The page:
Recently, the cost of hormonal forms of birth control such as the pill and the patch, among others, have skyrocketed. At least if you're buying them from a campus health clinic. Up until this year, pharmaceutical companies gave colleges deep discounts on contraception. Time Magazine explains why costs have gone up so much and The Chicago Sun-Times gives an example of the consequences.
I have passed the due date of my period. I am on the injection and I am not pregnant, but I am experiencing brown spotting. What should I do?...
My girlfriend has been on birth control for a while and recently switched to a new brand. We've been sexually active but I always withdraw, and now she is a week late. Is that a side effect of the new pills or what?...
The article goes into far more detail but I just want to point out that this is evidence that teens can and do make responsible choices when choosing to be sexually active. Indeed, contraceptive use accounted for 86% of the drop whereas abstinence can only claim 14%.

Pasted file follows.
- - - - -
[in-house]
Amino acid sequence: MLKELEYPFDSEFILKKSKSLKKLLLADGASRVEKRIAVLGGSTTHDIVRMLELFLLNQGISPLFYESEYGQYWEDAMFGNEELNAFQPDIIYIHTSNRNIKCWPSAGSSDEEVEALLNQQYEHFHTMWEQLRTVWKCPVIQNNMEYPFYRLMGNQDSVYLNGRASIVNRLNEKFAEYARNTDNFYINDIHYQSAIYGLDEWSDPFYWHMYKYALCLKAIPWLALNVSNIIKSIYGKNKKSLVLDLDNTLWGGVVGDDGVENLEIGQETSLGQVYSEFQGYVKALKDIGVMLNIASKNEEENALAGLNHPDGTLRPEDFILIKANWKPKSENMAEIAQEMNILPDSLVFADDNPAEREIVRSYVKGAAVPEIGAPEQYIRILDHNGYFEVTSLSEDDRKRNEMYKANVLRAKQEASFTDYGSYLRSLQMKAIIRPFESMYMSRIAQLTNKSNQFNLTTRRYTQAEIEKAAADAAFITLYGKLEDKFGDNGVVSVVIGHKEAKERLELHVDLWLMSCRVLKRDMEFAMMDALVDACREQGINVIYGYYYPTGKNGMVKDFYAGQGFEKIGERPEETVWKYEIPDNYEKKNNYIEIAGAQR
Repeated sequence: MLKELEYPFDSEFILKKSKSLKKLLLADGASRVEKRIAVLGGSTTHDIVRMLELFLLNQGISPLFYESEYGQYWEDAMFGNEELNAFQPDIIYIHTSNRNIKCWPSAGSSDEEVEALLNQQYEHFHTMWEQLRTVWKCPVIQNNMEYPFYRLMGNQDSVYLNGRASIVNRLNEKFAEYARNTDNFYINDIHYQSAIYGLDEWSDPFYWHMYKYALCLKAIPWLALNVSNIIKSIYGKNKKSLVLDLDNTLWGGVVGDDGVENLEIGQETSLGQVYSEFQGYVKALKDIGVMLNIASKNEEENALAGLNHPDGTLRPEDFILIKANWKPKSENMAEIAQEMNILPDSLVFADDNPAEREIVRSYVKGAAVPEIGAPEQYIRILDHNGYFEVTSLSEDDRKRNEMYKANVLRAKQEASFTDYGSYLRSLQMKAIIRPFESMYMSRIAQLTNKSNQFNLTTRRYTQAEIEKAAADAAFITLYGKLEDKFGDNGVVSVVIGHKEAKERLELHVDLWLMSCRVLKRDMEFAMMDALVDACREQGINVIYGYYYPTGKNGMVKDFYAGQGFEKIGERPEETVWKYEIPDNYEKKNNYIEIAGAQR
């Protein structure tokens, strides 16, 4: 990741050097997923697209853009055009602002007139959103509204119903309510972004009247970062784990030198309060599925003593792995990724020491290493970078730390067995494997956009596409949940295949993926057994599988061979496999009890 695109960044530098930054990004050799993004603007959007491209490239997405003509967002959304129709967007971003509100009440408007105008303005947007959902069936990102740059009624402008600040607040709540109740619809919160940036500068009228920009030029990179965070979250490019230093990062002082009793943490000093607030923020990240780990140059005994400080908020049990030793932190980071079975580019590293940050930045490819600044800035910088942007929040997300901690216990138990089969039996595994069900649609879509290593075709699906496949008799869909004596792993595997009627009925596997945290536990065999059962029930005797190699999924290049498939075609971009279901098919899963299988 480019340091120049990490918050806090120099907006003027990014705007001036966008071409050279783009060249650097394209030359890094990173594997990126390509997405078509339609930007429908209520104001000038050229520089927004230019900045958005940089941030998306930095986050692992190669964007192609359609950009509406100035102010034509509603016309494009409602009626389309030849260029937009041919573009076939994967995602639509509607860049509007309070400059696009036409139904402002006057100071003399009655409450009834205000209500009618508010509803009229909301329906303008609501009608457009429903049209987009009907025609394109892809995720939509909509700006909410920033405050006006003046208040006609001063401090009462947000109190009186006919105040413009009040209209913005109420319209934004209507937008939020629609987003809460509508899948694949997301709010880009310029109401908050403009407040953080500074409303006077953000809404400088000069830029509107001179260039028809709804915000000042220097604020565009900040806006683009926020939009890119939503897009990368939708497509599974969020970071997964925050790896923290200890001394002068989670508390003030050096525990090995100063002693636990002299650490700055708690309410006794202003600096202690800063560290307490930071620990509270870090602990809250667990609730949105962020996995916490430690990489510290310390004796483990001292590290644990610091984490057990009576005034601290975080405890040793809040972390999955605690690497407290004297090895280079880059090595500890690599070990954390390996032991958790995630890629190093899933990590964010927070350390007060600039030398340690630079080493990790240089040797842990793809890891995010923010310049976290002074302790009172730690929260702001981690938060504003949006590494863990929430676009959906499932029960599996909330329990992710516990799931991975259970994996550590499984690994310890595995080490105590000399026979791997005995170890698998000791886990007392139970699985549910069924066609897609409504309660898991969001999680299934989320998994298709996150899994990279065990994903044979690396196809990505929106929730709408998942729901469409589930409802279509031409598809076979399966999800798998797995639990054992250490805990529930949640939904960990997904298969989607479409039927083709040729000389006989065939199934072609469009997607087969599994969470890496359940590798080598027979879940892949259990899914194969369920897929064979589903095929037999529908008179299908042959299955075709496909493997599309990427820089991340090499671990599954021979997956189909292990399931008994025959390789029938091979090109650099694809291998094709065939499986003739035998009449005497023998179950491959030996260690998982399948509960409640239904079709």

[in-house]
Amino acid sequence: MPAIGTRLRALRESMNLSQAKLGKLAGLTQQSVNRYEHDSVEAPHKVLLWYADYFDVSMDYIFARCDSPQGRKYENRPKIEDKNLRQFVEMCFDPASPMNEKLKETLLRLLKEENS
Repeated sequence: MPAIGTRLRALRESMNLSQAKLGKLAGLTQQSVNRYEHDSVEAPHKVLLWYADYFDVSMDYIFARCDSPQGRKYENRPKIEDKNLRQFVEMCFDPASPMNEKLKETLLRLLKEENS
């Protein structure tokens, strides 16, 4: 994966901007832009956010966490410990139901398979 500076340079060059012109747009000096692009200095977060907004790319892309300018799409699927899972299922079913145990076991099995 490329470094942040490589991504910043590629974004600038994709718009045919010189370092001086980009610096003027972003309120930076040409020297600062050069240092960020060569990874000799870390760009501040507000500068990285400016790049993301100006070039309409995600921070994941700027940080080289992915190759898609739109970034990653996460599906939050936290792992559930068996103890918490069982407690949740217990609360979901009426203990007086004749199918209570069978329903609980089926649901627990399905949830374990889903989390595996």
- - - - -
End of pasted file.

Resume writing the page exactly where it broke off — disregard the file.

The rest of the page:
The morning after pill is now legal in the U.S. for over-the counter use, without a prescription, for those over 18.
But what does that mean to you?
Following is an in-depth question and answer page about the decision and how it will be applied for all women, about Plan B, and about pharmacist refusals and how to manage them. Please circulate this information and/or link it as widely as possible, (with attribution to the author, please).
The FDA press release from the day of the decision stated:
Well, for women 18 and older.
Dr. Crawford at the FDA said he wanted more public opinion on OTC status for emergency contraception.
Okay. Here's some from a woman, who, according to Dr. Crawford, is barely old enough to comprehend a simple, single sentence which informed her to take one pill now, and another in twelve hours: